Wedding Dawn Feb 2016 copy

I am single.

There are moments when the longing for marriage rips through me like the worst pain. At other points I am grateful beyond words as I watch the struggle and the stretch of marriage until it often snaps and breaks a household in two. Tim Keller, pastor of Redeemer Church in NYC, boldly claims how Americans have a deep rooted idol of romance. I think it’s true as I observe from the outside. As I have rethought marriage since my twenties, I am more aware that it is meant to be about the Kingdom of God, not the completion of an incomplete life. But over and over again, I have bought into the lie that a woman is not quite snapped in place until she is walking down the aisle on the way to “happy ever after.”

Picture perfect couples with polished, perfect kids hang as the backdrop for most Target advertisements, Verizon posters and the covers on the magazines at the checkout line at the food store. Maybe I’m wrong. Maybe I just notice these types of images everywhere since I’m single and childless. I am quite sure I’m not the only one. Those who are raising kids on their own, those whose marriages fell apart too early, those whose marriages survive, but only by a thread…these people probably notice the facade of these posters. Most of us were hoping for the flawless Shutterfly snapshot to crop for the Christmas card. It never came. Or maybe it did but it didn’t tell the truth. In the end, I’m guessing it never came for anyone. Now, I’m not trying to be a pessimist. Dreams do come true. People fall in love. The laughter of children chasing each other around outside does lift the soul. But marriage is a sign-post. It’s not the goal. It’s not the pot of gold at the end of the rainbow. It can appear like it to most who peer in from the outside or subject themselves to the Pinterest Wedding Board, but God designed it for a larger purpose than our own self-satisfaction. Marriage was never meant to satisfy.

Some followers of Jesus asked Him pointedly if there would be marriage in Heaven. He told them “no.” Throughout Scripture it is clear that God values marriage, but like anything good, it can wrongfully take a primary place. Psychology Today ran an article on how Americans have false expectations about marriage, and these expectations are causing great harm to relationships (https://www.psychologytoday.com/articles/201003/the-expectations-trap). One comment early on in this article affirms Tim Keller’s insight:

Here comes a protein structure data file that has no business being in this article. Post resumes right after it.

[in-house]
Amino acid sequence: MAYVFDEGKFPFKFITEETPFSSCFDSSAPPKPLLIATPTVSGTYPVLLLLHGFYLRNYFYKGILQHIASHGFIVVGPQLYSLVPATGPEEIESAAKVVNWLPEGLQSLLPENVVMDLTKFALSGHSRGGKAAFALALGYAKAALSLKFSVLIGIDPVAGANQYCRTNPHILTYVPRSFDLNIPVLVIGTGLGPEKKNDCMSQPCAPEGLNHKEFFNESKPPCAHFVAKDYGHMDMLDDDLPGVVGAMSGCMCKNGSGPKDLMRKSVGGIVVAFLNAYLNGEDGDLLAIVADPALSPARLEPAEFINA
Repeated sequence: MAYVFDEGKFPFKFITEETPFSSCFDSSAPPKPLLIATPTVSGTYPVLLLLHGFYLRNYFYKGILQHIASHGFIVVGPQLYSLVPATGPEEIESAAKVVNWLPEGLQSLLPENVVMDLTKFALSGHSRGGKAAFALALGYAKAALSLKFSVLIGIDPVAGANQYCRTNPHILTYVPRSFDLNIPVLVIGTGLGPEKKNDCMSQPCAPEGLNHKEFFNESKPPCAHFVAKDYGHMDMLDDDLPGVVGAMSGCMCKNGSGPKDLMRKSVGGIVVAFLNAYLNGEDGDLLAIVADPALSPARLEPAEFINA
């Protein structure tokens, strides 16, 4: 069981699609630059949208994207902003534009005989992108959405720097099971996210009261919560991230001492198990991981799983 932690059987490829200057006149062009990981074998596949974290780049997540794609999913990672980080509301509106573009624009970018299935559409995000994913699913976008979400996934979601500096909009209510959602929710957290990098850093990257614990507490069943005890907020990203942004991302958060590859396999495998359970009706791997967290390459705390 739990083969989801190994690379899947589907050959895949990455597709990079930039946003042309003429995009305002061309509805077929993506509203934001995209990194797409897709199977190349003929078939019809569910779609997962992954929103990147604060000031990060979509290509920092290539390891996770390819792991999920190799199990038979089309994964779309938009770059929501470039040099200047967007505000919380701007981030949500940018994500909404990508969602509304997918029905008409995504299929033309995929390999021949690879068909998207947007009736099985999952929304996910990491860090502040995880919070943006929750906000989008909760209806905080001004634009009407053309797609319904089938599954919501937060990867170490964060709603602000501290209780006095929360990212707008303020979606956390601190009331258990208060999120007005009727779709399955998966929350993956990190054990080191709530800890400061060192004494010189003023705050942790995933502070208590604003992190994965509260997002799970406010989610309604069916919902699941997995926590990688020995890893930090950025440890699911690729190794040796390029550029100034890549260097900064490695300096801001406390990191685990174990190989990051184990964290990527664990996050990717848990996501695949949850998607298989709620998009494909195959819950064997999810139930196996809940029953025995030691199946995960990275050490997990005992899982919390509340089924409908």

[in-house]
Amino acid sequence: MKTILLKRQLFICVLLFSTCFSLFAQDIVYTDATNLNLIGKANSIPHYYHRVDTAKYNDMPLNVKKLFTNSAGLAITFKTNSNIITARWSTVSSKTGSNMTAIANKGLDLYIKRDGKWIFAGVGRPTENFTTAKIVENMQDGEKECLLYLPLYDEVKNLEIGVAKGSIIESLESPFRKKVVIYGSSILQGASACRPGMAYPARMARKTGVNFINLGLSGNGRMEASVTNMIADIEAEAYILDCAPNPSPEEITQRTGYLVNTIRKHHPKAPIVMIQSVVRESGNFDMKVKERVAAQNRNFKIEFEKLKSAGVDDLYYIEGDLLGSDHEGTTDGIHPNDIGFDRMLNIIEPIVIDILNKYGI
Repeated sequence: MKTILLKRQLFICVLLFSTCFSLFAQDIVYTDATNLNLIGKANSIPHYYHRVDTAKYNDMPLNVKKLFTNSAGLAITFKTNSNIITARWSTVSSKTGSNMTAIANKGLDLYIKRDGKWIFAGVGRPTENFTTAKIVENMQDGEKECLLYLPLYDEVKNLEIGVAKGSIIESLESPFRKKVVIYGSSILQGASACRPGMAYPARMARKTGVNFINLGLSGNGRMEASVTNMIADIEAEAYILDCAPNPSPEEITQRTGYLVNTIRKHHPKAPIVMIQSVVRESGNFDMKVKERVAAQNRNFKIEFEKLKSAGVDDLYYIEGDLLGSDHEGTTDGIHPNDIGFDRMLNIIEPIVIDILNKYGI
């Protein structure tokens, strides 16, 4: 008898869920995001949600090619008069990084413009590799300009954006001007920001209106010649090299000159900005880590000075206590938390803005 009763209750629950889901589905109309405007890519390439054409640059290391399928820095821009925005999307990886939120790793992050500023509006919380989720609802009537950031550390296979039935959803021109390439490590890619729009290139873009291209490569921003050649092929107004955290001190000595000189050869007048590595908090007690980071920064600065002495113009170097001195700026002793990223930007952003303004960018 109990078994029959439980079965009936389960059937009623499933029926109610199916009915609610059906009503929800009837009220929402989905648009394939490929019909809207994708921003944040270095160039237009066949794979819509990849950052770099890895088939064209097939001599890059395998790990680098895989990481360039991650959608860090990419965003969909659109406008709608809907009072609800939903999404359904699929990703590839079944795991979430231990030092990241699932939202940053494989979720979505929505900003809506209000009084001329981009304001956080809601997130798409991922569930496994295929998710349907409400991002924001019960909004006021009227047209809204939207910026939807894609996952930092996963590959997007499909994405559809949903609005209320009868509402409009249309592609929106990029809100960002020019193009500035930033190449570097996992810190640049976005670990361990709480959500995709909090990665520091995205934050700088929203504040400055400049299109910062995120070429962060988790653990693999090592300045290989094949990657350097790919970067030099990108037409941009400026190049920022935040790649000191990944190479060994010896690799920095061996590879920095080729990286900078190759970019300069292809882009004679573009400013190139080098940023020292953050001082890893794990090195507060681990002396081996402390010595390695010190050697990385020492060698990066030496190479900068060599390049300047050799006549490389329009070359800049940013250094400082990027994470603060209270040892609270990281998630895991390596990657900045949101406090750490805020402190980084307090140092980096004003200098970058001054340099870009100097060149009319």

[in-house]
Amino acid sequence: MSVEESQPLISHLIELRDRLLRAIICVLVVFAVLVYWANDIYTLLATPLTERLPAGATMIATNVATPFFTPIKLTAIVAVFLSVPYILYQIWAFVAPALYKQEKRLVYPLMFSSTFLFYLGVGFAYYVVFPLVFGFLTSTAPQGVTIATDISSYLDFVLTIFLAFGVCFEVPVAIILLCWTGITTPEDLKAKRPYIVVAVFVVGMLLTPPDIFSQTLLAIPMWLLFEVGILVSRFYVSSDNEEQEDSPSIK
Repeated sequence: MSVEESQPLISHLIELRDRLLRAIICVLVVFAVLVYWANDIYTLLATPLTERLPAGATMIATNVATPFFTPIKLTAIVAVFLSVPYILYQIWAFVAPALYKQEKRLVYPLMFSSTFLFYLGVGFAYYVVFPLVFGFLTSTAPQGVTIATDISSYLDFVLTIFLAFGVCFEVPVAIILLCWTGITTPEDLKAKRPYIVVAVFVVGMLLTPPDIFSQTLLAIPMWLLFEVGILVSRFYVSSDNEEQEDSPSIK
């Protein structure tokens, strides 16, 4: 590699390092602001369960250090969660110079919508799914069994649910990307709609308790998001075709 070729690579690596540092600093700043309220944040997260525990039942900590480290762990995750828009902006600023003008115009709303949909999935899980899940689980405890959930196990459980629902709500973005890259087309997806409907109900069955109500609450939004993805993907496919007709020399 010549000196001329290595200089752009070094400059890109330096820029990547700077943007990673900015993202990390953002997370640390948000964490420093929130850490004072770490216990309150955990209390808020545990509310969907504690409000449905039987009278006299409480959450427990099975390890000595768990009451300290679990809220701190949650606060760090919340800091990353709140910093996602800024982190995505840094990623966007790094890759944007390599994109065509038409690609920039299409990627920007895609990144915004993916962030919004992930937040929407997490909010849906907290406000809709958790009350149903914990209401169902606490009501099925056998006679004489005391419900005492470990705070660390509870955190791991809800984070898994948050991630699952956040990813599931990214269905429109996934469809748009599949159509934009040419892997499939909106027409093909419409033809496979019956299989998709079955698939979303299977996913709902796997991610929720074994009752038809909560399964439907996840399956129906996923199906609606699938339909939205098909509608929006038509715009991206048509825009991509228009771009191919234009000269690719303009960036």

”’Americans value marriage more than people do in any other culture, and it holds a central place in our dreams. Over 90 percent of young adults aspire to marriage—although fewer are actually choosing it, many opting instead for cohabitation. But no matter how you count it, Americans have the highest rate of romantic breakup in the world’, says Andrew J. Cherlin, professor of sociology and public policy at Johns Hopkins.”

Throughout the rest of the article, which I would encourage everyone to read, the 21st century American marriage is described. We have become a nation who seeks marriage primarily as a means of personal fulfillment. This becomes rather messy. Normal frustrations are considered a crisis. When a partner doesn’t meet his spouse’s needs they think it means there was a mismatch of people. Unfortunately most of us suffer from a fallacious view of marriage.

Life gets complicated when we substitute THE primary goal for any secondary goal. “But seek FIRST the Kingdom of God…” When marriage or singleness is about the Kingdom it takes its right place, and eternal things happen on earth as they do in heaven. When marriage is about personal satisfaction it is a set up for disappointment.

Now that I am older I can see the sacrifice, the selflessness, the endurance and the humility that are birthed out of the beauty of Kingdom-minded marriage. When I see that, I know I am staring at a sign-post directing me straight to Jesus who has withstood every attempt I have made to sabotage His love.

 

 

 

Dawn P Dawn graduated from Messiah College with a degree in English and went on to get her master’s degree in Christian Counseling at Gordon-Conwell Theological Seminary. She presently works as a counselor and teacher in the high school at Covenant Day School in Matthews, NC and in her spare time likes to read, write and teach Bible studies. For the last 15 years her passion has been to mentor young women in life and Scripture. Dawn’s blog may be seen here: www.dawnfromphilly.blogspot.com.

 

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4 thoughts on “A Sign-post

    • I’m so grateful it meant something to you. It came from a vulnerable place in my heart. It’s good to know it’s worth it when I take the risk. Thank you so much.

  1. I just wanted to tell you that God used your beautiful words to speak to me so personally. Thank you for writing truth and for sharing with us.

    • I’m so grateful to know this. I write what is very real to me. I appreciate you taking the time to let me know. The Lord is faithful.

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